The 5 D’s: How to Turn Your Invention into a Reality
In the shower, my mind is calm as the hot water destresses my body. The day was normal. Busy, stressful, and I didn’t remember to eat lunch till 3pm. But it was a great day. My eyes close, things go dark, and I slip into the abyss of a hot shower after a long day.
I don’t want to move and don’t feel like I even have the energy to go for the shampoo.
BAM! All of a sudden, it hits me.
An awesome idea. Eureka!
My eyes open immediately, only to be blasted by hot water. Ouch! I shut the water off. Silence. I blink hard and rub my eyes as I try to find the shower door, and step out quickly but with caution, aiming for the carpet so I don’t end up on the floor.
I find a nearby towel, quickly dry my hands, and grab my cell phone, holding it away from my dripping face. I quickly open up the recorder, feverishly talking into the device to get all the details of my new idea down before I forget.
Wet and naked, I take a deep sigh of relief when I finish. The idea is in the bag. Now what?
Have you ever come up with a new invention or a new product, then found yourself not sure about what to do next? I come up with ideas all the time (usually in the shower), and I decided to talk to a pro about a good process to follow after my initial Eureka moments!
I called my friend, serial inventor Eric Huber. I asked to sit with him and chat in hopes to learn his process for bringing his inventions into reality (which he has done many times, check them out www.vonhuber.com).
The next time you find yourself with a great idea but no idea what to do next, follow the 5 D’s:
Describe, Discover, Debunk, Define, Decide.
1. Describe: With as much detail as possible, describe your idea. Write down notes, make sketches, and iron out the initial details of what it looks like and how it will work.
2. Discover: Do some serious research to see if your idea has already been described or created. Begin by performing the Google Trifecta.
a. Search Google Images based on any keywords that you can think to describe your new invention. Since we think in visual representations, using Google Images is a quick way to search if it exists. Plus it’s easier on the eyes and quicker to recognize.
b. Search Google using the main web search function. Pretend like you are trying to purchase your invention online, and use search terms you think you would use to find it.
c. Search Google Patents. Yes, just like Google Images, Google has a specific search engine for patents. You might not see it at first, but click the “more” option and it will appear. This is a great way to do the deep digging on your idea, especially if the prior two searches did not yield any results. As a note, only about 2% of patents are commercialized, so just because you do not see it in the marketplace, doesn’t mean it is free to pursue.
3. Debunk: Do your best to debunk your idea and think of all of the reasons that your product or idea will NOT work. Look at the results in Step 2. Is it already patented? What are the existing products that solve the problem? Is there a big enough market? Can it be manufactured (does it defy the laws of physics) at a cost and sold at a price that consumers will be willing to pay? Be creative and honest, focus on all the reasons why people would not want it and why it cannot be made.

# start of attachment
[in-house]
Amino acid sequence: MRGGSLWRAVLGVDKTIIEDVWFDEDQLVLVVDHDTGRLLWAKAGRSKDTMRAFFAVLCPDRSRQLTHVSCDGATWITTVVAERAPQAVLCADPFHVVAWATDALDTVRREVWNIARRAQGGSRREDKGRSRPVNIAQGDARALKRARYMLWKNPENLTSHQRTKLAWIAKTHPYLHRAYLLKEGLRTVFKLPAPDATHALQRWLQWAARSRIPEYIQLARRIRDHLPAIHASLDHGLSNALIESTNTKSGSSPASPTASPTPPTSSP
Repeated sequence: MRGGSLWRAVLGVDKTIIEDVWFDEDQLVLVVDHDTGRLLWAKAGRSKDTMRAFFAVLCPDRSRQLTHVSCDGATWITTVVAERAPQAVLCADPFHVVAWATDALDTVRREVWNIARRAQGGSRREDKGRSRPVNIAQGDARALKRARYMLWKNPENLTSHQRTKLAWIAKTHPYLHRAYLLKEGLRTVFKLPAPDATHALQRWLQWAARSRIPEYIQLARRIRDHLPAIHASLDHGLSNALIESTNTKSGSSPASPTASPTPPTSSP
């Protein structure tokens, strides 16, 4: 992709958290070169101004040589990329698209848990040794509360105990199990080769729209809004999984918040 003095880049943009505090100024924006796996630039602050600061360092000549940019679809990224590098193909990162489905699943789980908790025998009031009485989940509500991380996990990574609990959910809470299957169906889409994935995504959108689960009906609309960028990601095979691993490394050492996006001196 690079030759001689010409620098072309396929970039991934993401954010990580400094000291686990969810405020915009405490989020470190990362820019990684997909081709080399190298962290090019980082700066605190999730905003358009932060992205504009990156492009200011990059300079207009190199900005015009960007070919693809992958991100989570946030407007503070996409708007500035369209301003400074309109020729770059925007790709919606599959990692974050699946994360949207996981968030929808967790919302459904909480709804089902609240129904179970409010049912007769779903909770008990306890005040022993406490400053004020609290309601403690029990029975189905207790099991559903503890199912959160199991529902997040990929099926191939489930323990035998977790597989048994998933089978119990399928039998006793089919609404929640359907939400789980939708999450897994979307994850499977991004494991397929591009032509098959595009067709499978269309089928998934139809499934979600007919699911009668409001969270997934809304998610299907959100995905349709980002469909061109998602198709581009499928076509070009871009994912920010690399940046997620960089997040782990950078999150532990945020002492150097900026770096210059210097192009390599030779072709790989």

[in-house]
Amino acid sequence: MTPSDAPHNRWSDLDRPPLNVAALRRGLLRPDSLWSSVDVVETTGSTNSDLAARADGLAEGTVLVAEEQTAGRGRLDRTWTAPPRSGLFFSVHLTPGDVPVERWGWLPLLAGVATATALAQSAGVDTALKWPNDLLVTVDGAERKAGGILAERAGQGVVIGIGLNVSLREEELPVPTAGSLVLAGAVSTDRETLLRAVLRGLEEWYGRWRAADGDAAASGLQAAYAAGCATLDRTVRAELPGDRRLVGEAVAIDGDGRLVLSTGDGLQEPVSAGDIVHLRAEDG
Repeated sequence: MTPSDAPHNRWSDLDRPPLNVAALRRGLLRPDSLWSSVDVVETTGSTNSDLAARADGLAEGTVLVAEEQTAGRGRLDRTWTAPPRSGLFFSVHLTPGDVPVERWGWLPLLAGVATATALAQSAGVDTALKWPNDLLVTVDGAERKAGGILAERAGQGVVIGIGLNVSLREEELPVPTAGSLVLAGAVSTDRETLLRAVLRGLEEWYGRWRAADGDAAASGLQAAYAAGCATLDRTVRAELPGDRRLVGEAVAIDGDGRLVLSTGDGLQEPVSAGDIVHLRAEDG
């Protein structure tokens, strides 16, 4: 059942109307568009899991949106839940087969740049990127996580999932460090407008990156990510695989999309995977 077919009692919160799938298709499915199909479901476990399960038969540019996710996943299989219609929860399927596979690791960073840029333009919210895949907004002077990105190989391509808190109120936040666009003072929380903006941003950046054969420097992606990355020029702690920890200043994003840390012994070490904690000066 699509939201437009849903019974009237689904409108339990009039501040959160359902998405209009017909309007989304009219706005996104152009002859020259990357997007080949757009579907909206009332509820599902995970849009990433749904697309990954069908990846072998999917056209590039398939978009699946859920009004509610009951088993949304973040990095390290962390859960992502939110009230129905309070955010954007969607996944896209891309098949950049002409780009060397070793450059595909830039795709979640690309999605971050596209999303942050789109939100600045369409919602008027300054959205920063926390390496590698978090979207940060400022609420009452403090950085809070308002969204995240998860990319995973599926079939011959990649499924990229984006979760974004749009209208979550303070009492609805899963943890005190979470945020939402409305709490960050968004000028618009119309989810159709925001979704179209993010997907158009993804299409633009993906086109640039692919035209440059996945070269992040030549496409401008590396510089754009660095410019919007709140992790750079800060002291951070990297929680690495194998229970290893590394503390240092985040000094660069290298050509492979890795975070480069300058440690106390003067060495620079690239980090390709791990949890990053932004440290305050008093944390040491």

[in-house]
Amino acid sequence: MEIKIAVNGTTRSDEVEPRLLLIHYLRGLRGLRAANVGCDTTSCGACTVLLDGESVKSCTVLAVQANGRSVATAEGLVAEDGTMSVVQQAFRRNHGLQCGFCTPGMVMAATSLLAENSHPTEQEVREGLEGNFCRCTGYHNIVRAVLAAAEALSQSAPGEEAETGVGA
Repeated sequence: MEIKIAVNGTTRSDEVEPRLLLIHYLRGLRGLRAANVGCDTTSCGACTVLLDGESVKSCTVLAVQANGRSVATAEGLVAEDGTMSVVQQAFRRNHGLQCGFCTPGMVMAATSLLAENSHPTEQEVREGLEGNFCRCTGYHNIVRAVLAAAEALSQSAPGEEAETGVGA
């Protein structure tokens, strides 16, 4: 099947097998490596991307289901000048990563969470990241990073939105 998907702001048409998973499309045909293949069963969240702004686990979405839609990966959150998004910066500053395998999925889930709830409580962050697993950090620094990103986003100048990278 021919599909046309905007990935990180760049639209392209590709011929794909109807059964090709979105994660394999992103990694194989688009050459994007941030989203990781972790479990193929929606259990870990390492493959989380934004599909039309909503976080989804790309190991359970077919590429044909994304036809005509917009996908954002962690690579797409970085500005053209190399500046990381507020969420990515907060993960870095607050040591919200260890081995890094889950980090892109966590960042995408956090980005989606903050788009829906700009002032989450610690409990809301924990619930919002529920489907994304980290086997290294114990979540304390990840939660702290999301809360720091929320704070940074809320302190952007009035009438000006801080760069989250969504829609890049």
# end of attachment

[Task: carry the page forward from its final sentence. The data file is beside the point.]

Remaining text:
4. Define: Think of who would buy your new invention and define the market. Do not assume that your invention serves everyone, because it does not! Talk with friends, family and other trusted people to see what they think about the idea. Ask them who they think would use it or buy it. Focus on what they think, and don’t try to sell the idea. Sometimes we are too close to our ideas to really see the forest through the trees. Gauge their honest reaction, and ask them many questions to really get an idea of who would need it, use it, buy it, etc.
5. Decide: Is the idea something you want to try to license, or some you want to try to form a business around? There are advantages to both, but an honest conversation with yourself about this topic is crucial. You need to really think about the above steps and determine if this is something that you want to license and have someone else do the heavy lifting, or if you want to do it all and pursue your new invention as the root of a new business. Know that both options will take time and money, and there are no guarantees that either will work. In fact, the odds are against you, and it will probably fail! But if you decide that you are passionate enough to bring your idea to the world, just decide if you want someone else to bring it or if you want to hand deliver it.
Filing provisional and full patents is something to worry about after you work through the 5 D’s! So start inventing, and stay tuned for another blog on the steps you must take to secure a patent and get your invention to market.
One side note for all of you tech inventors out there. If your idea is only tech based, like an app or actual code, you can still follow the same process, but understand that your code or technologies might be a challenge to protect. But challenges should excite you, because that is how we learn. If you have invented something purely technological, it is worth meeting with an Intellectual Property attorney to explore any and all ways that you might be able to protect your new brilliant idea. If you find that you can’t protect it, that just mean that you need to be first to market and run like the wind!
#5Ds #DDDDD #Describe #Discover #Debunk #Define #Decide